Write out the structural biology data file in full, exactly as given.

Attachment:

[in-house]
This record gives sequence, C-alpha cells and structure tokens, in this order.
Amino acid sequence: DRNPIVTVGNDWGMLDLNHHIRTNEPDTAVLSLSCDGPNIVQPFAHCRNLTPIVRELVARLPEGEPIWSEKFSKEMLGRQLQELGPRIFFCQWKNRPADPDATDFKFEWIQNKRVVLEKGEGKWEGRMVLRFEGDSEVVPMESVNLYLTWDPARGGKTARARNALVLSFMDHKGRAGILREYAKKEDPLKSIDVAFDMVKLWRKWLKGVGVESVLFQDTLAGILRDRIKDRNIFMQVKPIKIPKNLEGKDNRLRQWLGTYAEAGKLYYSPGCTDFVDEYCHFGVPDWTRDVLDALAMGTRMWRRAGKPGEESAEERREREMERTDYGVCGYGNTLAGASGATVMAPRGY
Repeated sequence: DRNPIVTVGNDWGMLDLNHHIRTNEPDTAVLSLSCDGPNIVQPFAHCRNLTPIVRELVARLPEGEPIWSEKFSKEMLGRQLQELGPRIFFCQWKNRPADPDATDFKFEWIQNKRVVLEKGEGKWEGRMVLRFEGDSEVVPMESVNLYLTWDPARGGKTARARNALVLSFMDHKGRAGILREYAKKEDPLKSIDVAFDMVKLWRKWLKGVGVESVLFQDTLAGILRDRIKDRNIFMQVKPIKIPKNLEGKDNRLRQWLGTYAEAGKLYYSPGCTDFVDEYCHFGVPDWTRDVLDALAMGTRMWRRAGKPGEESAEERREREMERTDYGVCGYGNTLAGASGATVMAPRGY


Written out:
[in-house]
This record gives sequence, C-alpha cells and structure tokens, in this order.
Amino acid sequence: DRNPIVTVGNDWGMLDLNHHIRTNEPDTAVLSLSCDGPNIVQPFAHCRNLTPIVRELVARLPEGEPIWSEKFSKEMLGRQLQELGPRIFFCQWKNRPADPDATDFKFEWIQNKRVVLEKGEGKWEGRMVLRFEGDSEVVPMESVNLYLTWDPARGGKTARARNALVLSFMDHKGRAGILREYAKKEDPLKSIDVAFDMVKLWRKWLKGVGVESVLFQDTLAGILRDRIKDRNIFMQVKPIKIPKNLEGKDNRLRQWLGTYAEAGKLYYSPGCTDFVDEYCHFGVPDWTRDVLDALAMGTRMWRRAGKPGEESAEERREREMERTDYGVCGYGNTLAGASGATVMAPRGY
Repeated sequence: DRNPIVTVGNDWGMLDLNHHIRTNEPDTAVLSLSCDGPNIVQPFAHCRNLTPIVRELVARLPEGEPIWSEKFSKEMLGRQLQELGPRIFFCQWKNRPADPDATDFKFEWIQNKRVVLEKGEGKWEGRMVLRFEGDSEVVPMESVNLYLTWDPARGGKTARARNALVLSFMDHKGRAGILREYAKKEDPLKSIDVAFDMVKLWRKWLKGVGVESVLFQDTLAGILRDRIKDRNIFMQVKPIKIPKNLEGKDNRLRQWLGTYAEAGKLYYSPGCTDFVDEYCHFGVPDWTRDVLDALAMGTRMWRRAGKPGEESAEERREREMERTDYGVCGYGNTLAGASGATVMAPRGY